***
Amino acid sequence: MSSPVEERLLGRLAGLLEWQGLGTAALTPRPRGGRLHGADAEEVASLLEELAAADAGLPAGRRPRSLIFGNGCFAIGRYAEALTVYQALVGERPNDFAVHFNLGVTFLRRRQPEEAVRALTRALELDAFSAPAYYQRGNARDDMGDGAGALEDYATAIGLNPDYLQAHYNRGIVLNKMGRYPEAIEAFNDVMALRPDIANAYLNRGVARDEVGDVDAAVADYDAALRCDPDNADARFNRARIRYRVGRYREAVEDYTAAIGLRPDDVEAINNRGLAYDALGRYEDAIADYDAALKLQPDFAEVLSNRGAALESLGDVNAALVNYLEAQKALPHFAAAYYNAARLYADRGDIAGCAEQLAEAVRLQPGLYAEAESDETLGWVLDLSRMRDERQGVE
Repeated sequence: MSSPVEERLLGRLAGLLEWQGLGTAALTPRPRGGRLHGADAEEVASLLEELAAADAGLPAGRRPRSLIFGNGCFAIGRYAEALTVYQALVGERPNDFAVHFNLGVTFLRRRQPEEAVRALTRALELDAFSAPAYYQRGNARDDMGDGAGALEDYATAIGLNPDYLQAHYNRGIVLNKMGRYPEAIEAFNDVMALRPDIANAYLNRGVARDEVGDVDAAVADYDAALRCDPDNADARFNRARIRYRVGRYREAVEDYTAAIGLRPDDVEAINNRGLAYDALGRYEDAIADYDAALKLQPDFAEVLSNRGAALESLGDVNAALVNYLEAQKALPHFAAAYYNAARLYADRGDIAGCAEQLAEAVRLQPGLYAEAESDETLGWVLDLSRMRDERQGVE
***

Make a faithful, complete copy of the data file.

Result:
Amino acid sequence: MSSPVEERLLGRLAGLLEWQGLGTAALTPRPRGGRLHGADAEEVASLLEELAAADAGLPAGRRPRSLIFGNGCFAIGRYAEALTVYQALVGERPNDFAVHFNLGVTFLRRRQPEEAVRALTRALELDAFSAPAYYQRGNARDDMGDGAGALEDYATAIGLNPDYLQAHYNRGIVLNKMGRYPEAIEAFNDVMALRPDIANAYLNRGVARDEVGDVDAAVADYDAALRCDPDNADARFNRARIRYRVGRYREAVEDYTAAIGLRPDDVEAINNRGLAYDALGRYEDAIADYDAALKLQPDFAEVLSNRGAALESLGDVNAALVNYLEAQKALPHFAAAYYNAARLYADRGDIAGCAEQLAEAVRLQPGLYAEAESDETLGWVLDLSRMRDERQGVE
Repeated sequence: MSSPVEERLLGRLAGLLEWQGLGTAALTPRPRGGRLHGADAEEVASLLEELAAADAGLPAGRRPRSLIFGNGCFAIGRYAEALTVYQALVGERPNDFAVHFNLGVTFLRRRQPEEAVRALTRALELDAFSAPAYYQRGNARDDMGDGAGALEDYATAIGLNPDYLQAHYNRGIVLNKMGRYPEAIEAFNDVMALRPDIANAYLNRGVARDEVGDVDAAVADYDAALRCDPDNADARFNRARIRYRVGRYREAVEDYTAAIGLRPDDVEAINNRGLAYDALGRYEDAIADYDAALKLQPDFAEVLSNRGAALESLGDVNAALVNYLEAQKALPHFAAAYYNAARLYADRGDIAGCAEQLAEAVRLQPGLYAEAESDETLGWVLDLSRMRDERQGVE